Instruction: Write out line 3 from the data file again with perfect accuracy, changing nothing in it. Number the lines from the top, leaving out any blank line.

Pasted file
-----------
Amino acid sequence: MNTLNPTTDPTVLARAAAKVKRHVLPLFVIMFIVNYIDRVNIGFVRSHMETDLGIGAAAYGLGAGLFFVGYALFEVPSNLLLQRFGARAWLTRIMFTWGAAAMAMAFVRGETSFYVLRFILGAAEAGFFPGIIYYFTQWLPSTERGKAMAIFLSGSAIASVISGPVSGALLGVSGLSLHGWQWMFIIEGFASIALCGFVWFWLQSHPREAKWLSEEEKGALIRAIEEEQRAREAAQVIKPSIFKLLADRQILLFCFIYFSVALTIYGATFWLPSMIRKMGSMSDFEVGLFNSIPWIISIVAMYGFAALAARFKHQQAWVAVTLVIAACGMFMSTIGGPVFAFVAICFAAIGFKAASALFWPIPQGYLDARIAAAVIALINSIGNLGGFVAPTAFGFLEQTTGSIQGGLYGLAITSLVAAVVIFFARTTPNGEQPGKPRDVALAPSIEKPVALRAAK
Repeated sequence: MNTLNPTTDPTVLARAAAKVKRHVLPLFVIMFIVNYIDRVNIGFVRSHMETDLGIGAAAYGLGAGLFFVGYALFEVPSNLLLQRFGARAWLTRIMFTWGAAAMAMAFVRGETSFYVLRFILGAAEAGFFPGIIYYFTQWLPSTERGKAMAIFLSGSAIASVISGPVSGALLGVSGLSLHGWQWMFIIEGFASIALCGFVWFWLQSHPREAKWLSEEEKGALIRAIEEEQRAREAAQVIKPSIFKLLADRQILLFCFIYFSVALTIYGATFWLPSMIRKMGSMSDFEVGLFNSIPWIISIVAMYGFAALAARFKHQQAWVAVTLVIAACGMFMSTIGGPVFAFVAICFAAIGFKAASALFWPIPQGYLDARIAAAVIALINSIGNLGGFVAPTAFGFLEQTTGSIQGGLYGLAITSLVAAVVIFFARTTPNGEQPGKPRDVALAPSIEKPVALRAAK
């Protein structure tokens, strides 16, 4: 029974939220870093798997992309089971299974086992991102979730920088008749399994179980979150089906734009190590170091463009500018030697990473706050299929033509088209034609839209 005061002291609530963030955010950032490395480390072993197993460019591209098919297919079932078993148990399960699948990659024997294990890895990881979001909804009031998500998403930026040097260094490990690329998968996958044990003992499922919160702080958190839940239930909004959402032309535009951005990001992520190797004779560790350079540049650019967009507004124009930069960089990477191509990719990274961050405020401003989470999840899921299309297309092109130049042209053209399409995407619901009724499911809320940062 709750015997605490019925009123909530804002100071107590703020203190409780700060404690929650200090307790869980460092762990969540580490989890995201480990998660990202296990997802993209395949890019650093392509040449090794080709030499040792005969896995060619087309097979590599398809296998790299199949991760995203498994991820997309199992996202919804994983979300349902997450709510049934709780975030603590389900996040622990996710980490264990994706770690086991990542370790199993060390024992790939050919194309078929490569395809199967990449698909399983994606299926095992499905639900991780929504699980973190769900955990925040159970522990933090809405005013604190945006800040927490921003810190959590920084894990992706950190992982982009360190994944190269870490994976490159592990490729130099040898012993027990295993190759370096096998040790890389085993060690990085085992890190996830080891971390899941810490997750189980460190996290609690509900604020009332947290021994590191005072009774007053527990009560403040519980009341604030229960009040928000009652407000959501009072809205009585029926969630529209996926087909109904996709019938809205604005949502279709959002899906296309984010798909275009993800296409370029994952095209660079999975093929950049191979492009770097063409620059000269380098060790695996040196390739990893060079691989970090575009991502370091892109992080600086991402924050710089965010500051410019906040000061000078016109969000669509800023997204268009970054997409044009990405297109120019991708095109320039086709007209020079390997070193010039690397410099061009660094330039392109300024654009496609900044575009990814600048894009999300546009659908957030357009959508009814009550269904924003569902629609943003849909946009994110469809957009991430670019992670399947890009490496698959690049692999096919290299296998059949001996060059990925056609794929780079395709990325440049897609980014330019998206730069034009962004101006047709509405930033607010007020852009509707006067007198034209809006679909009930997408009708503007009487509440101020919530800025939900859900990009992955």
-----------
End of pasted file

């Protein structure tokens, strides 16, 4: 029974939220870093798997992309089971299974086992991102979730920088008749399994179980979150089906734009190590170091463009500018030697990473706050299929033509088209034609839209 005061002291609530963030955010950032490395480390072993197993460019591209098919297919079932078993148990399960699948990659024997294990890895990881979001909804009031998500998403930026040097260094490990690329998968996958044990003992499922919160702080958190839940239930909004959402032309535009951005990001992520190797004779560790350079540049650019967009507004124009930069960089990477191509990719990274961050405020401003989470999840899921299309297309092109130049042209053209399409995407619901009724499911809320940062 709750015997605490019925009123909530804002100071107590703020203190409780700060404690929650200090307790869980460092762990969540580490989890995201480990998660990202296990997802993209395949890019650093392509040449090794080709030499040792005969896995060619087309097979590599398809296998790299199949991760995203498994991820997309199992996202919804994983979300349902997450709510049934709780975030603590389900996040622990996710980490264990994706770690086991990542370790199993060390024992790939050919194309078929490569395809199967990449698909399983994606299926095992499905639900991780929504699980973190769900955990925040159970522990933090809405005013604190945006800040927490921003810190959590920084894990992706950190992982982009360190994944190269870490994976490159592990490729130099040898012993027990295993190759370096096998040790890389085993060690990085085992890190996830080891971390899941810490997750189980460190996290609690509900604020009332947290021994590191005072009774007053527990009560403040519980009341604030229960009040928000009652407000959501009072809205009585029926969630529209996926087909109904996709019938809205604005949502279709959002899906296309984010798909275009993800296409370029994952095209660079999975093929950049191979492009770097063409620059000269380098060790695996040196390739990893060079691989970090575009991502370091892109992080600086991402924050710089965010500051410019906040000061000078016109969000669509800023997204268009970054997409044009990405297109120019991708095109320039086709007209020079390997070193010039690397410099061009660094330039392109300024654009496609900044575009990814600048894009999300546009659908957030357009959508009814009550269904924003569902629609943003849909946009994110469809957009991430670019992670399947890009490496698959690049692999096919290299296998059949001996060059990925056609794929780079395709990325440049897609980014330019998206730069034009962004101006047709509405930033607010007020852009509707006067007198034209809006679909009930997408009708503007009487509440101020919530800025939900859900990009992955």